You are young and can order the finest Pinotage and foie gras without the slightest hesitation.Ever since TV studios and column real estate lost monopoly, the price to get your voice heard has undergone inflation. So pay up, or stay home and eat shalgam and lauki.

Apne yug mein sabko anupam gyaat hui apni haala,

Apne Yug mein sabko adbhut gyaat hua apna pyaala,

Phir bhi vridhon se jab poocha ek yehi uttar paya,

“Abna rahe woh peene wale abna rahi woh Madhushala”.

Everyone found the wine from their age beyond compare,

Everyone found the cup from their era wonderfully unique,

And when asked, the aged had this one reply –

“Now you don’t find those connoisseurs of wine, now you don’t find those taverns”.

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More from Abhinandan Sekhri


  • Ravi

    While you were in CP I was trying to get to the Kendriya Bhandar opposite the Parliament gate ans finding the AIR road closed, I went to Rajpath,where a CRPF jawan finally told me of the ongoing “incident” and when I asked him of casualties, his spontaneous reply was” Sadly none of “them”” implying you know who !

  • G S

    Points can be made crisply in a few paragraphs instead of such a long ramble. I never got past the first few paragraphs…..hope it got interesting.

    • Kapoor

      i second that! keep things short and sweet..

  • TMM

    ‘The best way to be boring is to leave nothing out.’ said Voltaire and you couldn’t help but make your DadiMa part of your long winded ramble.

  • Himaja

    I seriously didn’t get the Dadima part…I completely agree with this though RT-ing abuse doesn’t attract sympathy, RT-ing compliments doesn’t attract awe. Both attract – Dude get over yourself. May be it would have helped if you could just mention a few points of article 66A and 79 which you feel are so dangerous and ill-intended. Also is it just online abuse that makes the “thought leaders” support these articles, if yes then they are doosh-bags. I feel there are more valid reasons and it would have helped if you explored that too.

    • P. Mathur

      Dude? Read it. Stop being lazy!

      • Himaja

        Chill man. You are not the only “intelligent mind” here.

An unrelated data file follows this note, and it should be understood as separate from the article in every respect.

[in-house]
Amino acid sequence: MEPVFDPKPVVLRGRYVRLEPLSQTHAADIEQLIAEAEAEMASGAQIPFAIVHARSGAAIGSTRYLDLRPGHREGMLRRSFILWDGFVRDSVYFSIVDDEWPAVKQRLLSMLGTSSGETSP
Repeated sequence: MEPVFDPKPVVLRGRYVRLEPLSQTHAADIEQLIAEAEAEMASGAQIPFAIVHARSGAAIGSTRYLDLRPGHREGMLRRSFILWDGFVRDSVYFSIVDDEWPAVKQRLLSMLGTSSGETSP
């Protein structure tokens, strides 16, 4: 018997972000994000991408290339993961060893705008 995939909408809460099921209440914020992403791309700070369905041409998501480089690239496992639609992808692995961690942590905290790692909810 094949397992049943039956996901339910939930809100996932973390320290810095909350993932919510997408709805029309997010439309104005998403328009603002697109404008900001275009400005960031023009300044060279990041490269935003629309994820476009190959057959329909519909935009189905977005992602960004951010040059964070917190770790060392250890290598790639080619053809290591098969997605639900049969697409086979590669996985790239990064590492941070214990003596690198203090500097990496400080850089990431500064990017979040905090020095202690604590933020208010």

• P. Mathur

          Google kar lo bhaiya…. ek din baad reply kiya tumne. 5 min lagte hai tumhe google search karne me. Type karne jitna time.

  • The_Suit

    You got your own weird sense of writing Monsieur. But still you are hilariously good.

  • mangoman

    How many of the 485plus million go and vote, why do they bother?

  • MB

    Even though i got the gist of it, i would have liked a much comprehensive view over the 66A. I have no idea, why you people dont bring this topic much more.
    As for me someone trying to jump and snatch my right to speech is something i would want a comprehensive debate on, and not just a debate when someone is arrested for it.

    • Abhinandan Sekhri

      We’re doing a full campaign on this issue. THis was just kind of announcing what the campaign is about. Madhu is doing a discussion with experts on these laws and other internet laws around the world. Will be doing interviews with policy experts and legal experts as well. As part of this campaign every aspect will be dissected and discussed. Keep watching.

      • MB

        I did go through the whole campaign after this article. I am glad someone is raising the issue, when there was no one arrested.

        Also because you mentioned Madhu, please pass on the message that people are waiting for Clothesline, if it comes with such less frequency the interest is seeming to get lost.

        And i have to say, you guys are doing amazing work, you Madhu and the whole Team.

      • SaatthamuthuBoy

        Abhinandan jI, in your attempt to defend the rights of folk on the
        internet to voice their views, why do you have to brand a whole nation
        as majority uncouth?

        “A fact about crowded, impatient and uncouth India –the majority is abusive and rude in life.”

        I
        am not sure what kind of survey of the nation you conducted to come to
        this conclusion [a few gullies in Delhi? What happened to scientific
        sample selection methods and making raw data public? @AAPYogendraYadav], but I feel
        compelled, as someone who thinks otherwise about the majority of people
        in the country, to register my counter viewpoint :

        You are
        unnecessarily trolling the nation and being abusive. You have a right to
        do so and after all, you own part of Newslaundry. I hope I too have a right to make an observation in the
        insignificant comments section :)

  • shashank

    This could be the beginning of a whole series of “Yo Daadi so cheap… ” jokes :)

  • Jonty

    Good article, Abhinandan. I want to raise only one point and by raising it, I no longer want to make it a Congress vs BJP debate, so let me be clear about that.